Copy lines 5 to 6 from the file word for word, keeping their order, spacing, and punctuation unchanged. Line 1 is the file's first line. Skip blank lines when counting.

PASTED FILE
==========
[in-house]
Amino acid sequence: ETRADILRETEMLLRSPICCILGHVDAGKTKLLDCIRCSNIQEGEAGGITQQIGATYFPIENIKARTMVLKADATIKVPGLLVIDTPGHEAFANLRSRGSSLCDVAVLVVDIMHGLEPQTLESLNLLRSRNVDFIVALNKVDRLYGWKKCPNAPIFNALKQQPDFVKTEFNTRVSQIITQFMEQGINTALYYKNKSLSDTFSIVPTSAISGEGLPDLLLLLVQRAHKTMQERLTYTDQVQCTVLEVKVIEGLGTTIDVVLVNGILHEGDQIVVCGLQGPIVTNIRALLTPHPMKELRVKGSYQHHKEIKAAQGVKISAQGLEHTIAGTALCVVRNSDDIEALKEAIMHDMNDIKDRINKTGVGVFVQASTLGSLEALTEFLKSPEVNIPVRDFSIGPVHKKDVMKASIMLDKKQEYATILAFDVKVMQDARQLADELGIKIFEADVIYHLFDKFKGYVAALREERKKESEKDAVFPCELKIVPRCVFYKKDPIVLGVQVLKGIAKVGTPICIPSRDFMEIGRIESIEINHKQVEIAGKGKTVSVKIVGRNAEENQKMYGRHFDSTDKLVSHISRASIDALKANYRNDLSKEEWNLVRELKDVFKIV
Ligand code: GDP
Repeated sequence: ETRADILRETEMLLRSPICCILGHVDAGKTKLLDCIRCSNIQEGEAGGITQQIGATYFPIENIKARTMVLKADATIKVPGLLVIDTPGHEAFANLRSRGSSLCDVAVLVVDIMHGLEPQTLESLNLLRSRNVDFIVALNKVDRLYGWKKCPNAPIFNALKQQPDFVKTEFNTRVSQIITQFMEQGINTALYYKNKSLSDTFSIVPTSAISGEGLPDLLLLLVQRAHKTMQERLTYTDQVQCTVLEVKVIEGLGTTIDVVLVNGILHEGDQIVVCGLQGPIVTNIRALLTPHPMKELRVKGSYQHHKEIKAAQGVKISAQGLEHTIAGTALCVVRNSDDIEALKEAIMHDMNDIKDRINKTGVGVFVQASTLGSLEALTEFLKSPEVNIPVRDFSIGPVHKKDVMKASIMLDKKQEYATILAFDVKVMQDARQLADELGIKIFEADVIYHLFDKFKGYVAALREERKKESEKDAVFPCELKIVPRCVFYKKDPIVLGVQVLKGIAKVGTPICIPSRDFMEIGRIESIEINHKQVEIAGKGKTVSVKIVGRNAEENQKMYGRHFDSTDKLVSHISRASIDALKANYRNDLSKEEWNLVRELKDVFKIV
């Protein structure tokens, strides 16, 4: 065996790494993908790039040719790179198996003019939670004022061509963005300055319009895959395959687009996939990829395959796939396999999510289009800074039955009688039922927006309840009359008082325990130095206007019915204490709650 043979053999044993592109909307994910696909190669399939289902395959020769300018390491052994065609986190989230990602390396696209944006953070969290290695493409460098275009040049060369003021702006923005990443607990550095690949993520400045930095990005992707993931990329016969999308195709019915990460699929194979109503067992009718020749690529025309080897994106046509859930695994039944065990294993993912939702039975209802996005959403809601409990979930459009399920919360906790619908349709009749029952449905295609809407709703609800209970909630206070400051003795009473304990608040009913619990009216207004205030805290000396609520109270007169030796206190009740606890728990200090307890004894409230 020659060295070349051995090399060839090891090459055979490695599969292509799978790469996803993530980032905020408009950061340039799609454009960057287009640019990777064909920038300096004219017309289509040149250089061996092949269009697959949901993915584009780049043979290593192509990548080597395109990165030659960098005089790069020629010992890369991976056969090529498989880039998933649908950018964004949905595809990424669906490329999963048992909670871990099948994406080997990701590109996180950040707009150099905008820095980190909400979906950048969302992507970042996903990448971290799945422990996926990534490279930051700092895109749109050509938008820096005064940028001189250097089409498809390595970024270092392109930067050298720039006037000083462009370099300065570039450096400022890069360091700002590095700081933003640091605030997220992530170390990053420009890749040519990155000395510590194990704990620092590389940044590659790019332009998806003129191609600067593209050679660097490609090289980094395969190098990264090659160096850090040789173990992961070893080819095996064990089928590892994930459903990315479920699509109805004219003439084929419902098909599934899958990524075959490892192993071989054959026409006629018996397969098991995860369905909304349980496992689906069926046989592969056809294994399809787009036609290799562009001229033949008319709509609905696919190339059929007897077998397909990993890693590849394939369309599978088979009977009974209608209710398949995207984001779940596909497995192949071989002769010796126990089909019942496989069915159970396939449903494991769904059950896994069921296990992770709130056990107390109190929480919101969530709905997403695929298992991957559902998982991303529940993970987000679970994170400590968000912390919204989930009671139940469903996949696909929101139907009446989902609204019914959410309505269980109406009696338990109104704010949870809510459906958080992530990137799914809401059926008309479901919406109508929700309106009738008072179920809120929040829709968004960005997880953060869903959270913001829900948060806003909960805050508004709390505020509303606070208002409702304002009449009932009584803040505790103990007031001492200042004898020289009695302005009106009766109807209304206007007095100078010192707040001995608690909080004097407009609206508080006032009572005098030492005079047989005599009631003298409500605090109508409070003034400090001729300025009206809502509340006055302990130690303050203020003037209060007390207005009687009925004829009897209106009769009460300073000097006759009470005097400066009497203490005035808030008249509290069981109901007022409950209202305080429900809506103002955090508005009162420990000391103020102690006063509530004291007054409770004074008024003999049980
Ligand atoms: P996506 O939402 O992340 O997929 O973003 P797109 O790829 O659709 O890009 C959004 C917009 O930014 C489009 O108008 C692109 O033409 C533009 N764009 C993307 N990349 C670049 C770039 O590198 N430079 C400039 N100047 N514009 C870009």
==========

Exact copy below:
């Protein structure tokens, strides 16, 4: 065996790494993908790039040719790179198996003019939670004022061509963005300055319009895959395959687009996939990829395959796939396999999510289009800074039955009688039922927006309840009359008082325990130095206007019915204490709650 043979053999044993592109909307994910696909190669399939289902395959020769300018390491052994065609986190989230990602390396696209944006953070969290290695493409460098275009040049060369003021702006923005990443607990550095690949993520400045930095990005992707993931990329016969999308195709019915990460699929194979109503067992009718020749690529025309080897994106046509859930695994039944065990294993993912939702039975209802996005959403809601409990979930459009399920919360906790619908349709009749029952449905295609809407709703609800209970909630206070400051003795009473304990608040009913619990009216207004205030805290000396609520109270007169030796206190009740606890728990200090307890004894409230 020659060295070349051995090399060839090891090459055979490695599969292509799978790469996803993530980032905020408009950061340039799609454009960057287009640019990777064909920038300096004219017309289509040149250089061996092949269009697959949901993915584009780049043979290593192509990548080597395109990165030659960098005089790069020629010992890369991976056969090529498989880039998933649908950018964004949905595809990424669906490329999963048992909670871990099948994406080997990701590109996180950040707009150099905008820095980190909400979906950048969302992507970042996903990448971290799945422990996926990534490279930051700092895109749109050509938008820096005064940028001189250097089409498809390595970024270092392109930067050298720039006037000083462009370099300065570039450096400022890069360091700002590095700081933003640091605030997220992530170390990053420009890749040519990155000395510590194990704990620092590389940044590659790019332009998806003129191609600067593209050679660097490609090289980094395969190098990264090659160096850090040789173990992961070893080819095996064990089928590892994930459903990315479920699509109805004219003439084929419902098909599934899958990524075959490892192993071989054959026409006629018996397969098991995860369905909304349980496992689906069926046989592969056809294994399809787009036609290799562009001229033949008319709509609905696919190339059929007897077998397909990993890693590849394939369309599978088979009977009974209608209710398949995207984001779940596909497995192949071989002769010796126990089909019942496989069915159970396939449903494991769904059950896994069921296990992770709130056990107390109190929480919101969530709905997403695929298992991957559902998982991303529940993970987000679970994170400590968000912390919204989930009671139940469903996949696909929101139907009446989902609204019914959410309505269980109406009696338990109104704010949870809510459906958080992530990137799914809401059926008309479901919406109508929700309106009738008072179920809120929040829709968004960005997880953060869903959270913001829900948060806003909960805050508004709390505020509303606070208002409702304002009449009932009584803040505790103990007031001492200042004898020289009695302005009106009766109807209304206007007095100078010192707040001995608690909080004097407009609206508080006032009572005098030492005079047989005599009631003298409500605090109508409070003034400090001729300025009206809502509340006055302990130690303050203020003037209060007390207005009687009925004829009897209106009769009460300073000097006759009470005097400066009497203490005035808030008249509290069981109901007022409950209202305080429900809506103002955090508005009162420990000391103020102690006063509530004291007054409770004074008024003999049980
Ligand atoms: P996506 O939402 O992340 O997929 O973003 P797109 O790829 O659709 O890009 C959004 C917009 O930014 C489009 O108008 C692109 O033409 C533009 N764009 C993307 N990349 C670049 C770039 O590198 N430079 C400039 N100047 N514009 C870009």